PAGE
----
The Mother’s Day weekend was a great one, though I guess my last post would’ve indicated that we got a bit of an early start on it. I’ve been making my way through that Tina Fey book whenever I have a moment to pick it up, and my nasal passages are completely cleared out after spewing water out my nose several times while reading. She’s beyond hilarious. I don’t know if I’m just flattering myself, but Tina Fey and I have quite a few things in common. We both received those super awesome Modess “My First Period” kits from our mothers during our preteen years. We both have worked in community theater (clearly, her career is doing a bit better than mine). We both have pear shaped bodies, brown hair, and dads who are complete bad asses. I think she and I would get along, but I have to say I would let her do almost all the talking because she’s a freakin’ riot. I’m loving the book.
Friday night was the Swamp Rabbit 5K, an event sponsored by Greenville Hospital System (Greenville Memorial is where Russ was born). We loved GHS and felt happy to be able to come out and support the organization. I can’t say it was the best organized race I’ve ever done. It was Jonathan’s first 5K and of course, Russ’s first race ever (he did it in the stroller, obviously). Jonathan pushed him along and made very good time considering that it was an obstacle course of sorts. Poor guy, he might as well have been a mobile home trying to get down the Los Angeles freeway at rush hour. There was just no way to get through the crowd.
Now, allow me to be a bit of snob for a moment because Lord knows, I don’t do the snob thing very often. People: if you’re running a 5K, great. If you’re walking a 5K, though, please do not get in the queue at the start line that is clearly marked for “7-9 minute miles,” “9-12 minute miles,” etc. You are not walking a 7 minute mile, friend. And also, if you’re one of those people who thinks it’s acceptable to talk on a cellphone and text while you’re walking (in the 7-9 minute mile queue, no less), please go locate the nearest whiffleball bat and smack yourself upside the head a few good times. Good grief. It’s really not that common for me to look right at someone and call them out when I’ve never met them, but I did have to get right in some girl’s face after she nearly caused a people-wreck during the first half mile and yell “GET OFF THE PHONE!” After she got the exact same scolding from a couple other runners, she started yelling and cussing us all out. And then she went right back to her very, very important conversation. She was a smart cookie, let me tell ya. Finally, I think it is great when people run these kinds of events with their kids. But for those with families, please take the opportunity to start teaching your kids that “slower traffic keeps right.” This is a message that generations of mall walkers and highway drivers alike seem to have missed, and I think it’s sort of ridiculous. My husband and I shouldn’t have to go offroading on the side of the course to get around groups of kids and parents spread out 7-wide across a two-lane road. People are high, I swear.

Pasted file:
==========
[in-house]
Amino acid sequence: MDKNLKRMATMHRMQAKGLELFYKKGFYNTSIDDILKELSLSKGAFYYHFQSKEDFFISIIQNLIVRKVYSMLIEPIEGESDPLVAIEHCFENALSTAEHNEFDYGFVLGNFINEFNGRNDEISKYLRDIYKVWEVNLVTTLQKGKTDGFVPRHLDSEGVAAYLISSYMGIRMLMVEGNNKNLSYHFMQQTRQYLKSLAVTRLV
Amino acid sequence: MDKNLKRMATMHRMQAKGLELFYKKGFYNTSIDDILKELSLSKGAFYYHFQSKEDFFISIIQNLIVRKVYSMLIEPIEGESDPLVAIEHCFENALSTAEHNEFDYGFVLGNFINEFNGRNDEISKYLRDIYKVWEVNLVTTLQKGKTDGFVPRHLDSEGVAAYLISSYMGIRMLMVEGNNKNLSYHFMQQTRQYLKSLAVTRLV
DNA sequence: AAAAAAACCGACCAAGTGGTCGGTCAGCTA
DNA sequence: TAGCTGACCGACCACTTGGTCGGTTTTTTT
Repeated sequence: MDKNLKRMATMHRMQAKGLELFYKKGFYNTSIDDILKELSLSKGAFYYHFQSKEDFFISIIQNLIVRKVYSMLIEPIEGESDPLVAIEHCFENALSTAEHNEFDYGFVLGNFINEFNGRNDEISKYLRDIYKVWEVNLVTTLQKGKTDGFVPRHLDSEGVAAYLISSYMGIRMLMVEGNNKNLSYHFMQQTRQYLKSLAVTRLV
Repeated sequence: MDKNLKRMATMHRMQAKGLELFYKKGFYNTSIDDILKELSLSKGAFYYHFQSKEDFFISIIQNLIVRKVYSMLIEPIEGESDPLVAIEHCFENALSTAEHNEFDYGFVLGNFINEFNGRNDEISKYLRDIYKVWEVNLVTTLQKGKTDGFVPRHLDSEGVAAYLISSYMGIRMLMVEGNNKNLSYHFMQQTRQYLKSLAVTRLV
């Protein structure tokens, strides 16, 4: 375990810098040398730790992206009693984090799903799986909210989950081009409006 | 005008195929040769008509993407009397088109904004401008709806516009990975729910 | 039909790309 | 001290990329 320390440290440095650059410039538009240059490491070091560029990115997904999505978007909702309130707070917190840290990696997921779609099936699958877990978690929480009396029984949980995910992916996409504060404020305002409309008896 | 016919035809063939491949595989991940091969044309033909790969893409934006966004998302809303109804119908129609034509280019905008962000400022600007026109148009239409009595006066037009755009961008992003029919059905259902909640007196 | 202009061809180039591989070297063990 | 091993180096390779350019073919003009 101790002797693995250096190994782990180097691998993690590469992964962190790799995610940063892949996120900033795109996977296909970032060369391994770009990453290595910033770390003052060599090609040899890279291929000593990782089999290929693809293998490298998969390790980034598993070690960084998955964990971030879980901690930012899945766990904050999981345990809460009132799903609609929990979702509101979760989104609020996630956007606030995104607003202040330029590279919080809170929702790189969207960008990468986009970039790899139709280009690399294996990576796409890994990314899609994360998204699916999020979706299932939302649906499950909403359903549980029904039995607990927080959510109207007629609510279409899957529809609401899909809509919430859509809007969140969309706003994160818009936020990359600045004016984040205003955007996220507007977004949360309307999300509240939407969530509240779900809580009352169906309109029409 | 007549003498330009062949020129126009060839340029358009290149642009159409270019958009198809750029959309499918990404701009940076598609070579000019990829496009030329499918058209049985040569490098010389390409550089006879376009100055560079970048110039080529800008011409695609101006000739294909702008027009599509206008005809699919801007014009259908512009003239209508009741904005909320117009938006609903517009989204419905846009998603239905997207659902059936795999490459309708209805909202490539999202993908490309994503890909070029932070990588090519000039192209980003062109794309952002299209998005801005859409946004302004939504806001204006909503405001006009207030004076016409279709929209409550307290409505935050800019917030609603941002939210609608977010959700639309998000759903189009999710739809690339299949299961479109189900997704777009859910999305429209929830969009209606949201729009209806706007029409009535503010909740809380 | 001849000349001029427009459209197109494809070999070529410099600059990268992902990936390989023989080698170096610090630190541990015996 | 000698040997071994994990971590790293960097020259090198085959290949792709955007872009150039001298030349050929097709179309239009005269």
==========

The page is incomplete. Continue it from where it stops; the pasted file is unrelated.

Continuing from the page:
So, yeah. We were definitely running on pace for a sub-30 minute 5K, but it ended up taking longer than that because we were just running all over the place trying to miss all the craziness. I don’t know if we’ll do the race next year, for that reason alone. If we do end up doing it next year, we’ll definitely let the grandparents keep Russ and just run it sans stroller.
As if we hadn’t already punished ourselves enough, we stuck with the plan to go for a hike on Saturday morning. Now that, we did leave Russ with the grandparents for. We’re not taking any chances with all the rocks and streams and animal sightings. We did the Rainbow Falls trail, and I discovered that – despite being in better shape than I was even before I was pregnant – my memory is going. It might as well have been the first time we’d ever hiked that route, because I kept anticipating things far too early and wondering where the heck certain landmarks had gone. The thing I realized about hiking is that you never hike the same trail twice. The trail is a natural setting, but it’s also constantly evolving. Just one downed tree or one week of heavier rains can completely alter how it appears, even if you’ve hiked it 10 times before.
Once we got past the hike, we realized we’d covered well over 22 miles in the past week or so. So we slept and rested, and just generally took it easy after that. On Sunday – technically Mother’s Day – we just did church and enjoyed a low-key day at home. It was only after laying Russ down late Sunday night that I realized we hadn’t taken a single picture all weekend. Not at the 5k, not on the hike, and certainly not at church for my very first Mother’s Day. But I just opted to watch the little guy sleep. Every day has been Mother’s Day, in a way, since he got there. He’s the Christmas present that I get to open again every single morning. I couldn’t be more blessed to have this little guy.
Edit: Oh, one more little update. All that talk of teething that started way, way back when Russ’s “umbie” stump had just barely shriveled up? Well, it’s finally here. We have a tooth breaking through. And he already bit me while I was nursing him earlier. Tons of fun at the Wilhoit house!